I bet when they first planned Soho Cinders they knew they were on to a winner: an update of the universal rags-to-riches story, some broad-brush characters to give actors scope for comedy and the undoubted enrichment of a score by George Stiles and Anthony Drewe, hot from their successes with Betty Blue Eyes and Mary Poppins.

Even in 2011 the gender-bending of the hero had edge but now it’s positively zeitgeisty, and since then Stiles and Drewe have further triumphed with stunning revisions for Half a Sixpence and Wind in the Willows. The political climate has become even more ripe for ridicule, so why does it no longer work its magic?

Nothing stales as fast as political satire, so a story based on a young rent boy swerving between a closeted bisexual property developer and a House of Lords sugar daddy already feels tired, and the failure to update a seriously weak book with more topicality or better jokes makes it hard to engage.

Incidentally the best joke in the show is that the Soho launderette is called ‘Sit and Spin’ but both for better eighties nostalgia and more realistic gay characters, you might prefer the new production of My Beautiful Laundrette currently on tour.

The Charing Cross Theatre has been reconfigured to place the stage at floor level between two equal banks of seats. It gets rid of the awful ‘tunnel’ effect in the old auditorium but sightlines are still terrible, and the cast have to pirouette all the time.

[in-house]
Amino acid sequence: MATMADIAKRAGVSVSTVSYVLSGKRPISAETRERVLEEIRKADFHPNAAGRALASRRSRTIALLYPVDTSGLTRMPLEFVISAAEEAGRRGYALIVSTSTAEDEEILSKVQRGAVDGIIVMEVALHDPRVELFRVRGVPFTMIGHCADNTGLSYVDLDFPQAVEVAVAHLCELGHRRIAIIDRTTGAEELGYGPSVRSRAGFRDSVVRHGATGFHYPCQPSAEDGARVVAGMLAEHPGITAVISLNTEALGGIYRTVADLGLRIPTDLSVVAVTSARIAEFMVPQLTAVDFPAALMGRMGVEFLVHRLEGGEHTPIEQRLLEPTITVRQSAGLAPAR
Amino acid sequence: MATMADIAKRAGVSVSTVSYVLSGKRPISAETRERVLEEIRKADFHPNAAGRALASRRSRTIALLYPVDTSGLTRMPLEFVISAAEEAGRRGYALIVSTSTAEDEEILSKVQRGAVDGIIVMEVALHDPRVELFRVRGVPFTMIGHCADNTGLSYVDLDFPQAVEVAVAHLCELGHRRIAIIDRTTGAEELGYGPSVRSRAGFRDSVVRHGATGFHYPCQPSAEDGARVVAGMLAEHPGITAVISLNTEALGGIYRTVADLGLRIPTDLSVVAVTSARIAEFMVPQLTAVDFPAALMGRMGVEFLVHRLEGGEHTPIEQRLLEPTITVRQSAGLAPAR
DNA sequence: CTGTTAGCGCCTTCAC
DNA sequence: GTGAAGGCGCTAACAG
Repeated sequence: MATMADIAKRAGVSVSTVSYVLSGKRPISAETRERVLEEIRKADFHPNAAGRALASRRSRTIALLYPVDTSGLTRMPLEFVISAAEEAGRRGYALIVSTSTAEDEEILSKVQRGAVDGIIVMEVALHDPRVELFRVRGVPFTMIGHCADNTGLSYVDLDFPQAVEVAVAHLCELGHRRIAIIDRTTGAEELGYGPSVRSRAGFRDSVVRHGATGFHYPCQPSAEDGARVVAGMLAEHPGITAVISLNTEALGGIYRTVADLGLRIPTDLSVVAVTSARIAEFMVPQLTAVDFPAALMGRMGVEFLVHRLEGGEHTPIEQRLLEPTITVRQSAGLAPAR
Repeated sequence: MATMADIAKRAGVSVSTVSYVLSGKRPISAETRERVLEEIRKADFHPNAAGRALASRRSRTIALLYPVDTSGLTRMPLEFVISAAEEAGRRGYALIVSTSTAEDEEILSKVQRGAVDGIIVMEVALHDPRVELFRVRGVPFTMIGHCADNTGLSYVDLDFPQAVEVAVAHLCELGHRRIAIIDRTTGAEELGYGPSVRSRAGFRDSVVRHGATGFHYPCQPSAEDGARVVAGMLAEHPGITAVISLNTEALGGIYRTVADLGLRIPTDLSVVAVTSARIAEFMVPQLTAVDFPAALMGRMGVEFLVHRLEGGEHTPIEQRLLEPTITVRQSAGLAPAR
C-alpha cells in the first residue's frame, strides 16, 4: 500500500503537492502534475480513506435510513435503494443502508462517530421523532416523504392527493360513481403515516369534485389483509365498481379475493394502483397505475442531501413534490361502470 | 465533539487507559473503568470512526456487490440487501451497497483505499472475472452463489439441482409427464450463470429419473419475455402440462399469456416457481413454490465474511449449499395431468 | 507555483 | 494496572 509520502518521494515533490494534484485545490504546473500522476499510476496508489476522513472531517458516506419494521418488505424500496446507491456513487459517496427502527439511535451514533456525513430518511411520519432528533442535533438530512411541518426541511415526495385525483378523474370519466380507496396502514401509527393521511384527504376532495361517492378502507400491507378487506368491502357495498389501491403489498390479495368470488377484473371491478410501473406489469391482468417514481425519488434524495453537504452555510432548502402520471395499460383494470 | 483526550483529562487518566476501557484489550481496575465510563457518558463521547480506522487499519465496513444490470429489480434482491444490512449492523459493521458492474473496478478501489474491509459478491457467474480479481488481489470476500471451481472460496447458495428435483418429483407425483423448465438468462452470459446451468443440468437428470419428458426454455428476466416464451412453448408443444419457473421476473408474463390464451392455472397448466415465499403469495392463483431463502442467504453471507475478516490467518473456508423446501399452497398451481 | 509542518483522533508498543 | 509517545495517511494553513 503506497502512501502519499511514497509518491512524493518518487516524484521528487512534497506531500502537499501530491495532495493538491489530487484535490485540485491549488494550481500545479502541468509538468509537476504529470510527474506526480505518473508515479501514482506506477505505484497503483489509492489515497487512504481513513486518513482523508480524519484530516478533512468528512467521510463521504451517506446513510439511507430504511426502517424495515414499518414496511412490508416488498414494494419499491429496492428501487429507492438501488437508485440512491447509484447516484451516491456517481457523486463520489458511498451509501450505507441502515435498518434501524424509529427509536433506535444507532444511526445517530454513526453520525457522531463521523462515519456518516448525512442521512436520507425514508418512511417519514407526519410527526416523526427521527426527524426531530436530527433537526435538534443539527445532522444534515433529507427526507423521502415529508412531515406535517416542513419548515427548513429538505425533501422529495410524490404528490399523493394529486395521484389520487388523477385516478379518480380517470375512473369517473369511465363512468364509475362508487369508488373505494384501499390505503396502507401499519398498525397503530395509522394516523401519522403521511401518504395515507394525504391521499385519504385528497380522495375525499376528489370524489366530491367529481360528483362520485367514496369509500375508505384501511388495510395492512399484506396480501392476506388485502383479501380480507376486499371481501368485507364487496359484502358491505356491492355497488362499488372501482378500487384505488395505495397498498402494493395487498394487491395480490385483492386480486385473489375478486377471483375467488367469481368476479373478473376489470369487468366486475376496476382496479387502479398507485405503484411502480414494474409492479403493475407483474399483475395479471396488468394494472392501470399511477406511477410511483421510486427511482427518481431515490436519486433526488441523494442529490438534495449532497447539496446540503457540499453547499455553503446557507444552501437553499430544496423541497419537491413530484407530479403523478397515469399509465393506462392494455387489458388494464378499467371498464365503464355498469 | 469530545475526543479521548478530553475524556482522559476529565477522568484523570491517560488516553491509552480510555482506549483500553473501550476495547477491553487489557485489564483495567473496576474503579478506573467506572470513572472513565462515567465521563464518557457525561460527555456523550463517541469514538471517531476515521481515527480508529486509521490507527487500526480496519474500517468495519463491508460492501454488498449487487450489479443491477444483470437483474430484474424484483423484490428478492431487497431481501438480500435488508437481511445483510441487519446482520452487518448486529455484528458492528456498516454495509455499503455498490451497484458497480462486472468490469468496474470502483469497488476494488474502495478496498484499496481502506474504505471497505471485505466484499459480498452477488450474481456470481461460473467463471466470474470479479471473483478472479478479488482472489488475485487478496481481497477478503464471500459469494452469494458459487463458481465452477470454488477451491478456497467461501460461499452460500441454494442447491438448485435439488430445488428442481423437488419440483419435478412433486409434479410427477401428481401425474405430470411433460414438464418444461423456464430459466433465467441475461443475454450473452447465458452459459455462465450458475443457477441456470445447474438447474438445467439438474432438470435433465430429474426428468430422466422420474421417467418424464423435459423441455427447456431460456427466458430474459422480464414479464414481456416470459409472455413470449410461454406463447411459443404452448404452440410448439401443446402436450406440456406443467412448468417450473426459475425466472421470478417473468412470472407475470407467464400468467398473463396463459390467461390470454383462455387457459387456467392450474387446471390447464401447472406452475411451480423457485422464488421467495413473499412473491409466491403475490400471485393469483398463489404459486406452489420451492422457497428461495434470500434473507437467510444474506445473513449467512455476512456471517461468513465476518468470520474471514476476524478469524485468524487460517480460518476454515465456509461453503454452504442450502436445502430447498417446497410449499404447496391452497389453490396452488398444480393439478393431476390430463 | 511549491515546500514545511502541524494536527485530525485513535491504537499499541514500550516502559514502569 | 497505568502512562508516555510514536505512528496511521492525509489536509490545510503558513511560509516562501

Michaela Stern and Natalie Harman have great voices as the ‘Ugly’ Sisters but with their leopard print costumes and one-dimensional script they have nothing to work with other than to impersonate the woman from the Sun Bingo adverts.

Among the men there are too many seedy characters with reedy voices and nobody comes out of this thin theatrical soup with much credit.   

There’s a secondary comic relief where Ewan Gillies plays a ‘Primark-suited’ spin doctor for the London mayor in what’s clearly intended to be a homage to The Thick of It but his lines are nowhere near as sharp as Malcolm Tucker’s.

Entirely well-meaning, Soho Cinders wears its heart on its sleeve and campaigns against the sort of exclusion that still causes real pain, not least among the Soho ‘gay community’ – it could be what audiences really want. 

If only it were rewritten.

until December 6